Sola Salon Studios, like so many other franchise brands, is navigating uncharted waters right now. From when we began feeling the initial impact of this pandemic only a month ago to now, things have shifted drastically and they continue to evolve on a daily basis.
Given the nature of services stylists provide at our locations, our business has been affected tremendously, and, to date, we’ve closed 99% of our 500+ locations. While these closures have impacted many, they were not only necessary by mandate, but for us to do our part in flattening the curve and ensure the safety of our entire community, which is our top priority.
This period has undoubtedly been challenging, but we remain unequivocally optimistic and forward-thinking, with the hope that the steps we’ve taken throughout the course of this pandemic will allow us to come out on the other side of this more grounded and stronger than ever.
Keeping Stylists Inspired and Engaged
When mandated closures began rolling out across the country, our franchisees put their mission first and stopped collecting rent from their stylists. Our beauty professional community is a collective of 15,000 small business owners, predominantly women, many of which are the primary providers for their families. As independents, they’re not well-supported by the CARES Act and are relying primarily on unemployment, which is too slow. In some states, those who file wait several weeks or months before ever getting a check, so we are lobbying for independent beauty professionals so they get their unemployment money faster.
Internally, our marketing team has done a fantastic job of keeping our stylist community engaged and inspired. We launched a COVID-19 Resource Center, which has blogs, business/marketing tips, virtual education, downloadable social media content and more, as well as a podcast called “Sola Stories” as a way to share stories of inspiration. Additionally, because of the strong relationships Sola has forged with the greater beauty industry, we’ve seen an outpouring of support come from professionals outside of our organization, who have hosted seminars and “lives” on our social media channels to share their stories and ways our stylists can stay connected with their clients during this time of separation.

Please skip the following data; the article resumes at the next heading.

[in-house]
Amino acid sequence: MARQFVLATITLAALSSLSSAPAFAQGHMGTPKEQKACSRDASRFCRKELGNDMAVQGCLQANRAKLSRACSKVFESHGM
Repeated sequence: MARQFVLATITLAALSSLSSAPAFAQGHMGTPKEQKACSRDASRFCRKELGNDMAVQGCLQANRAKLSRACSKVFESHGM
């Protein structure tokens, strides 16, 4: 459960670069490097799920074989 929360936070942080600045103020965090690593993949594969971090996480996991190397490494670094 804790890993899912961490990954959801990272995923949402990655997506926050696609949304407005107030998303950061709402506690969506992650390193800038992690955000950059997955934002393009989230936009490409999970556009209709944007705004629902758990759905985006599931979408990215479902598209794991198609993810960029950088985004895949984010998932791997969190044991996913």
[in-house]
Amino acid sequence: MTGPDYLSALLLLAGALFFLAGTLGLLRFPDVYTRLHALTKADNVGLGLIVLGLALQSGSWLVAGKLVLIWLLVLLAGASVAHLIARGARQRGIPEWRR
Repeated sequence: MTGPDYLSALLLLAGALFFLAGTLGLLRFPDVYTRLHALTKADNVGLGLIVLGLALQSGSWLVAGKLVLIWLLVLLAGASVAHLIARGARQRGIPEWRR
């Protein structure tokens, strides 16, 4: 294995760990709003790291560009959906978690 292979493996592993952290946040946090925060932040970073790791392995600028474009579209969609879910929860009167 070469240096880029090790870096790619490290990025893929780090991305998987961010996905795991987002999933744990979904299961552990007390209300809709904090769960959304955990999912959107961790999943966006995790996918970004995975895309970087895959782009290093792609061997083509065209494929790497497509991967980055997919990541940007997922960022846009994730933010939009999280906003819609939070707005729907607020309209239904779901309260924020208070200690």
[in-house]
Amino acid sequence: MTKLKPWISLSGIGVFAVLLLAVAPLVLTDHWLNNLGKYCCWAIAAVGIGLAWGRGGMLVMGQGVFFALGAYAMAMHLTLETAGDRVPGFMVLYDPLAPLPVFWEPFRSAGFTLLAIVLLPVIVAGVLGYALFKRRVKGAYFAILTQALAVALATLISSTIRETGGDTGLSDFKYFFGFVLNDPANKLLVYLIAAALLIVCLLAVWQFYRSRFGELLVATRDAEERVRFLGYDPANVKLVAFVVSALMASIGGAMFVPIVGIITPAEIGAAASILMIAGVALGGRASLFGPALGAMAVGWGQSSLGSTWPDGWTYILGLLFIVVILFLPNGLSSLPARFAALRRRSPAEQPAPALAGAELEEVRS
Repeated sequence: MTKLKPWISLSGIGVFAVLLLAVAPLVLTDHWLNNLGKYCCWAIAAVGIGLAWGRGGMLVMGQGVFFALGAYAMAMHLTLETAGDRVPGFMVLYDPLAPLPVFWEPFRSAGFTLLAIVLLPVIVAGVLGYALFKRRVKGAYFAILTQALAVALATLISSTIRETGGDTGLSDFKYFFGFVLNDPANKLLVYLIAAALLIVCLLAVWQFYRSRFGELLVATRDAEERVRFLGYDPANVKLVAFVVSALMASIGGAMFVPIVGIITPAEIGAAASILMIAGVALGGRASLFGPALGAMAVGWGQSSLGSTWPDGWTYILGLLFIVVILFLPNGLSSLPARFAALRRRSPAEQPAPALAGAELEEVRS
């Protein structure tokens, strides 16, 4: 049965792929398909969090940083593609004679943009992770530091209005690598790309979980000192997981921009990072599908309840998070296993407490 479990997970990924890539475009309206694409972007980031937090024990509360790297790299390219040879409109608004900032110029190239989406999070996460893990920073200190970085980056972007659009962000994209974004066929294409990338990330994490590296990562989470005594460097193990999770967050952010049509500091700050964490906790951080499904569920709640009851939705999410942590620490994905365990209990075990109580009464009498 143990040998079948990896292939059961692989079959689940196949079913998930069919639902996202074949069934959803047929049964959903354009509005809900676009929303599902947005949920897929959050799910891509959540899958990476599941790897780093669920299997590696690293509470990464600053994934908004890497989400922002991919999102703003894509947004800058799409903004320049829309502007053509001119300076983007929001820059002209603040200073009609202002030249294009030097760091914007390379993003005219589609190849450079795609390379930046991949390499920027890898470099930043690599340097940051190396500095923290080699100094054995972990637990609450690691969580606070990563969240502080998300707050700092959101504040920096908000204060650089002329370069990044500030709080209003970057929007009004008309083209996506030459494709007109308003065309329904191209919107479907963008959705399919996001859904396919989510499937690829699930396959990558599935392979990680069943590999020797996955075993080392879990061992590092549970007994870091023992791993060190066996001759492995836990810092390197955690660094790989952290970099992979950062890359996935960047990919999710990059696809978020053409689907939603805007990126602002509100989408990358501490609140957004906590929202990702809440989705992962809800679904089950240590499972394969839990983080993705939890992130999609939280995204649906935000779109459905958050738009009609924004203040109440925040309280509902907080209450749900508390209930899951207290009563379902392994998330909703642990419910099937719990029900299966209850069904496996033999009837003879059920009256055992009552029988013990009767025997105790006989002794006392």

Fighting for Our Franchisees
Because our franchisees halted rent collections, they have no revenue coming in. This has presented a host of challenges – not just for our franchisees – but for our entire sector in the industry. Sola and others are currently excluded from PPP by the SBA despite clear intent of the CARES Act. This is due to an arcane technicality around 7(a) lending. As a whole, this impacts around 1,000 franchise locations, over 300 employees and nearly 30,000 independent beauty professionals in our sector. Sola represents half of that, so we feel a tremendous responsibility and are fighting hard to get this issue resolved.
In that same vein, we’re fighting to have technical corrections made to PPP that expand the amount and permitted usage of funds, to be used on expenses other than payroll like rent. Commercial landlords are deferring rent, but not waiving it, which means most small business owners will be saddled with significant debt at the backend of this crisis. There are a lot of businesses at risk of survival if this isn’t addressed in the next round of legislation.
At the state-level, we’re pushing for commercial lease forbearance, requesting/requiring landlords to give forbearance to commercial tenants, and requiring banks to give forbearance to these landlords on their commercial loans. While it doesn’t solve the greater rent debt issue, it helps calm nerves about evictions or late fees.
As a franchisor, Sola has deferred 50% of royalties in March, along with all ad fees, and from April until our salons re-open, we’re deferring 100% of both. While we continue to be actively involved with broader lobbying efforts with the IFA in terms of rent support, we’re providing our franchisees with guidance, letter templates and other resources as they work with their landlords, who for the most part, have been understanding.
We have been and remain very optimistic that we’ll find ourselves on steady ground again sooner rather than later. While we continue to fight for our franchisees and their businesses, as well as work to keep the stylist community engaged, inspired and connected, we can’t help but feel fortunate to be in the business we’re in. We have such a high-touch concept where stylists have truly formed long-lasting relationships with their clients, so we know that on the other side of this, people will be eager to get back into the salon, especially in the one-on-one private environment Sola offers.
Christina Russell is the CEO of Sola Salon Studios. For more information on Sola Salon Studios, click here.